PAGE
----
8/03/2009 b, c 6/30/2009 FDIC/CDFI 555555/5 PCA Notification letter:August 11, 2009. Cease and Desist Order: September 3, 2009. PCA Directive: November 2, 2009.
Source: OIG analysis of examination reports and information in the FDIC's Virtual Supervisory Information on the Net system for UCB, Orders, and Directives.
a Visitation b Targeted Review c A final report was not issued due to UCB's closure.

As discussed in the Causes of Failure and Material Loss section of this report, an investigative report found that UCB officials made intentional misrepresentations in an effort to mask the bank's true financial condition. SFRO officials told us that these activities hindered examiners' efforts to identify risks and assign accurate CAMELS ratings in late 2008 and into 2009. For example, UCB officials:

  • presented examiners with inaccurate information on certain occasions regarding the loans they reviewed;
  • did not provide examiners with a December 2008 IARD loan review report until approximately 3 months after it was prepared, and this report would have shed light on UCB's declining loan performance; and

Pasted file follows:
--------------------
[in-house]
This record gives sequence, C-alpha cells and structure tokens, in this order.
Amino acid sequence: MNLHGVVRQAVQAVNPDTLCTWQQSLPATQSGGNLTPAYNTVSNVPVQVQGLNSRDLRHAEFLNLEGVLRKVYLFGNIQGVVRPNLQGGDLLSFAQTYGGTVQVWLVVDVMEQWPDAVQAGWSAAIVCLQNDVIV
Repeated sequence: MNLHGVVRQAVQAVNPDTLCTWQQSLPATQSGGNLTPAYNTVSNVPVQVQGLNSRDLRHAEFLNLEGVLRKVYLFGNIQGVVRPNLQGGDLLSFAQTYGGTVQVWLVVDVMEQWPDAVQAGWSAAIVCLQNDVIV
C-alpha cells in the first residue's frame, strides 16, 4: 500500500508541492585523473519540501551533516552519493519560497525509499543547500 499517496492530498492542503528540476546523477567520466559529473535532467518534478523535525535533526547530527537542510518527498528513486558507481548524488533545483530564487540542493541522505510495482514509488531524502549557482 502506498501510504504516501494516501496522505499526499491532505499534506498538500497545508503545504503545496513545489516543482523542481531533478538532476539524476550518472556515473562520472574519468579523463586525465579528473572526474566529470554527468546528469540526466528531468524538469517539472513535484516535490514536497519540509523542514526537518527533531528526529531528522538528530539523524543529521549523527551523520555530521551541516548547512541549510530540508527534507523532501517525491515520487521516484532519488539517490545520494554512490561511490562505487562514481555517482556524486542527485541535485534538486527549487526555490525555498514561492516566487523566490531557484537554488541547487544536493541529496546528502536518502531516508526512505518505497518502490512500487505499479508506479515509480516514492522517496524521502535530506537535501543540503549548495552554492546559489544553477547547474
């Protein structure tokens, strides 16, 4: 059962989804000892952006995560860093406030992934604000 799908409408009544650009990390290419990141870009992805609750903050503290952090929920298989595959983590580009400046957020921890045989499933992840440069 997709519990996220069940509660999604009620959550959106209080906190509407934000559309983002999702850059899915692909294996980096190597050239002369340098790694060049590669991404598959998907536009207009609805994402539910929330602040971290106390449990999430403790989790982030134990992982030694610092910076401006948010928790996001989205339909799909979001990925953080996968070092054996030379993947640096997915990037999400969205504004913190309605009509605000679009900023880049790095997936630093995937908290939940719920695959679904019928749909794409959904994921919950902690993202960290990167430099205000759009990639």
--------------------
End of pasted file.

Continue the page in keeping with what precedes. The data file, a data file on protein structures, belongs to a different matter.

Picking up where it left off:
• were not forthright with examiners when questioned about loan loss provision expenses for the fourth quarter of 2008.






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Offsite Review Program

The Offsite Review Program is designed to identify emerging supervisory concerns and potential problems so that the FDIC's oversight strategy can be adjusted appropriately. Included in this program is an Offsite Review List (ORL), which consists of "1"- and "2"-rated institutions that have been identified with potential problems or pose the risk of being downgraded to a "3" rating or worse at the next examination. Institutions that appear on the ORL warrant additional FDIC oversight.

UCB appeared on the ORL three times as follows:

  • June 2008: Prompted due to a potential downgrade resulting from an increase in UCB's non-performing assets and historical high levels of CRE concentrations. In response, the FDIC recommended ongoing monitoring of UCB and noted that UCB would be switched to a targeted review schedule.